For the past couple of decades, the rom-com has been sorely missing one crucial element: the genre’s golden child. Indeed, 1990s favorite comedic leading lady, Lindsay Lohan, hasn’t appeared in one in almost a decade. So when it was announced that she was officially on board for Janeen Damian’s feature directorial debut, Netflix’s newest holiday jaunt Falling for Christmas, fans young and old naturally erupted with excitement.
Falling for Christmas stars Lohan as Sierra Belmont, a spoiled, wealthy heiress to a hotel empire. Things are going well in her dazzling world until her vain influencer beau, Tad (George Young), takes her on a snowboarding soirèe and the two get into an accident. Next thing Sierra knows, she is at the bottom of a snowy hill with a big bump on her head and no memory of how she got there, or who she is.
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One of the biggest tragedies of the modern age is that big-budget rom-coms have become almost obsolete. While back in the good ol’ days (the 2010s, even), films like Just Go With It and 50 First Dates were equipped with a healthy budget of around $80 million, present-day rom-coms are not given the same royal treatment, and tend to go straight to streaming and fly mostly under the radar as a result. Which is why, when the world caught news that ‘90s and early-2000s rom-com darlings Julia Roberts and George Clooney were co-starring in a $60 million rom-com bound for a coveted and increasingly scarce theatrical release, one couldn’t help but anticipate that it marked the genre’s exhilarating renaissance. Alas, this exciting prospect only makes the crushing disappointment that is Ticket to Paradise that much more devastating.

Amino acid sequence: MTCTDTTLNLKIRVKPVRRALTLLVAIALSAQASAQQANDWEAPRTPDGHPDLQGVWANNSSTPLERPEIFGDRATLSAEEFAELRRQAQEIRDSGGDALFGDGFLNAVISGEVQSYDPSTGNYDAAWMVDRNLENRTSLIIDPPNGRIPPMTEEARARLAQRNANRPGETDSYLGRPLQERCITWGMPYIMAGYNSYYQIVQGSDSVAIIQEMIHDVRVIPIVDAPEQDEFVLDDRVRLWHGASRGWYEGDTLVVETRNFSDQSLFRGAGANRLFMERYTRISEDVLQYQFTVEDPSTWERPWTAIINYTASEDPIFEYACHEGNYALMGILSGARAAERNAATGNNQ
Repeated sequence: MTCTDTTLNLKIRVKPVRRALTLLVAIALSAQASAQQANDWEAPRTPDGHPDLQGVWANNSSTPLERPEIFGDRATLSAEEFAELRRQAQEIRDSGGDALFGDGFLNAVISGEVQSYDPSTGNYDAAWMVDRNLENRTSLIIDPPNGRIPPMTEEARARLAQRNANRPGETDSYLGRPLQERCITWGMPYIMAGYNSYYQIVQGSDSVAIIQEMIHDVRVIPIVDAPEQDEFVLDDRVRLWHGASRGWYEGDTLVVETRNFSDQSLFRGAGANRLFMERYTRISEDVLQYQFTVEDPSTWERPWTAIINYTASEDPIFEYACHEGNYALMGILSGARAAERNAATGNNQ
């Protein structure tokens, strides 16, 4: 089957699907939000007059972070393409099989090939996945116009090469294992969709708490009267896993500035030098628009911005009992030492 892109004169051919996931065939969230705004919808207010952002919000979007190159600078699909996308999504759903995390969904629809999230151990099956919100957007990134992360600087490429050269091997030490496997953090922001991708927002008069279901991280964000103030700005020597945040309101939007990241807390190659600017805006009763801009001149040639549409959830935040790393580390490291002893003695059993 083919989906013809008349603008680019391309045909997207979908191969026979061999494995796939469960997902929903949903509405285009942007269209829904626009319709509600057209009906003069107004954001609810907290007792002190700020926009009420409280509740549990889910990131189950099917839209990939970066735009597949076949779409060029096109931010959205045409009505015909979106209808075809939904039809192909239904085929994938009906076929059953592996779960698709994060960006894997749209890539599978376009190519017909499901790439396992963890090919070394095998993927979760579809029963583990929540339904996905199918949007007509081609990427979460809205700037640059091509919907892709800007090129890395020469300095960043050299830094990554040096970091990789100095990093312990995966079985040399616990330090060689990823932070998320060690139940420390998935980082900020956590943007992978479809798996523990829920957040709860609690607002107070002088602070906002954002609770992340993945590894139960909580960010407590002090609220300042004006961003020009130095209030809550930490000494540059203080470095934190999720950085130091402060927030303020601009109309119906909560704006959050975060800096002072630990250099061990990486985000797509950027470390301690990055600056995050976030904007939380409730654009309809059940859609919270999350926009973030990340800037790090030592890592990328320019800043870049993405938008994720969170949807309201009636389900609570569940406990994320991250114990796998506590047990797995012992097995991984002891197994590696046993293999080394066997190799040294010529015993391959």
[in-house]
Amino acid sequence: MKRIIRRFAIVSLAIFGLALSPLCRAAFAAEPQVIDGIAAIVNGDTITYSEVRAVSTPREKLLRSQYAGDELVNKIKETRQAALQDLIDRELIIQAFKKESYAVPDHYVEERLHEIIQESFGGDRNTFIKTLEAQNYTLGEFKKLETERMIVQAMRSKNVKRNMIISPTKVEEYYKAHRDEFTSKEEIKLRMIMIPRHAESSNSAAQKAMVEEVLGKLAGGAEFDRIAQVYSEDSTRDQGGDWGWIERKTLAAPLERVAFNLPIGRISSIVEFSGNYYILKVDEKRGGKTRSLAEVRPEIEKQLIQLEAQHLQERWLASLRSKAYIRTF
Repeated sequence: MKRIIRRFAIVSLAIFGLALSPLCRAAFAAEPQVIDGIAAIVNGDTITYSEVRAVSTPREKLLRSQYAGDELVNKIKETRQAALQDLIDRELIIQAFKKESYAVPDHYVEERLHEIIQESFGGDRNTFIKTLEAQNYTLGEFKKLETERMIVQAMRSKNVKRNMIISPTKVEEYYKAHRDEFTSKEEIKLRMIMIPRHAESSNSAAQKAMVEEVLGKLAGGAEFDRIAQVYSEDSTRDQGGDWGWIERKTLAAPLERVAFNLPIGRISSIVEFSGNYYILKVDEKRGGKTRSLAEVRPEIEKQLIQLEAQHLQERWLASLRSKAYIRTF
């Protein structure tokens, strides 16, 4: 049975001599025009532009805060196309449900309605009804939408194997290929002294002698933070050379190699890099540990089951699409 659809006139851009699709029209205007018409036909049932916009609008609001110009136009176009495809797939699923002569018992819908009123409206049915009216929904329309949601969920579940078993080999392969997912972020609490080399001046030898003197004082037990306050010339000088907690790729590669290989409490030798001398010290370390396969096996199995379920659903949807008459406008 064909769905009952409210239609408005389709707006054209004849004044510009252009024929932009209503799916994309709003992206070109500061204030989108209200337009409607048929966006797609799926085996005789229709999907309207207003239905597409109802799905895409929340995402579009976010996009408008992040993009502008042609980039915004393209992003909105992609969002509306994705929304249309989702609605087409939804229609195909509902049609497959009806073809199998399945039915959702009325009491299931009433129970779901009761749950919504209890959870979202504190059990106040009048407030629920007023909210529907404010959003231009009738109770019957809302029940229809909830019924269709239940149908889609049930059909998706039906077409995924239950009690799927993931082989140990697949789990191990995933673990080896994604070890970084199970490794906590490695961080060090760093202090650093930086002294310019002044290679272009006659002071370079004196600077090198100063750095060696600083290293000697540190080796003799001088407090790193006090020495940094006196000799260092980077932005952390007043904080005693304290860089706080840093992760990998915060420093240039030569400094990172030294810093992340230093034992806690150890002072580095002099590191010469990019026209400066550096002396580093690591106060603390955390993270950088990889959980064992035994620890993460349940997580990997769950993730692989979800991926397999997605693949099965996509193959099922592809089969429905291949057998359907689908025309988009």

Ticket to Paradise follows the impossibly debonair David (Clooney) and his quick-witted gallerist ex-wife Georgia (Roberts), who loathe one another to a comical degree. The exes are dead-set on avoiding one another for the rest of eternity, but as life (or rom-com plots) goes, they are forced to come together when their aspiring-lawyer daughter Lily (Kaitlyn Dever) announces she is moving to Bali to marry seaweed farmer Gede (Maxime Bouttier), whom she met on a post-grad vacation. In a desperate attempt to stop their daughter from making the same catastrophic mistake they did a couple decades prior, David and Georgia travel to Bali. Hilarity ensues.
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Just when you thought the most Hallmark-y movie of all time had already been made, along comes A Perfect Pairing — a film about a go-getter wine connoisseur who treats herself to a stay-cation at an idyllic Australian ranch, (complete with a hunky Australian ranch-hand, of course), in an effort to convince the head of a wine empire to be her new company’s first client. The sprightly self-starter in question is Lola (Victoria Justice), and the hunky (oh – and I forgot to mention mysterious) Australian is Max (Adam Demos, whose steaminess already stole our hearts once before in Netflix’s Sex/Life).
The thing that I’ve learned about rom-coms is, even when they’re predictable, sloppily made or poorly acted, it’s pretty hard to make one that’s not at least a little bit entertaining and/or engrossing. Really think about it. How often has a will-they-won’t-they plotline completely failed to tickle your interests at least slightly? On how many occasions has that final, long-awaited kiss not managed to resuscitate the inner romantic you stow away, even for a fleeting moment? Indeed, making a rom-com that’s flat-out uninteresting and laborious is a pretty impressive feat. But now and then, such an impressive feat is achieved. Most recently, it was presented in the form of F*ck Love Too, a follow-up to the poorly-received 2019 Dutch comedy F*ck de liefde, directed by Appie Boudellah and Aram van de Rest.
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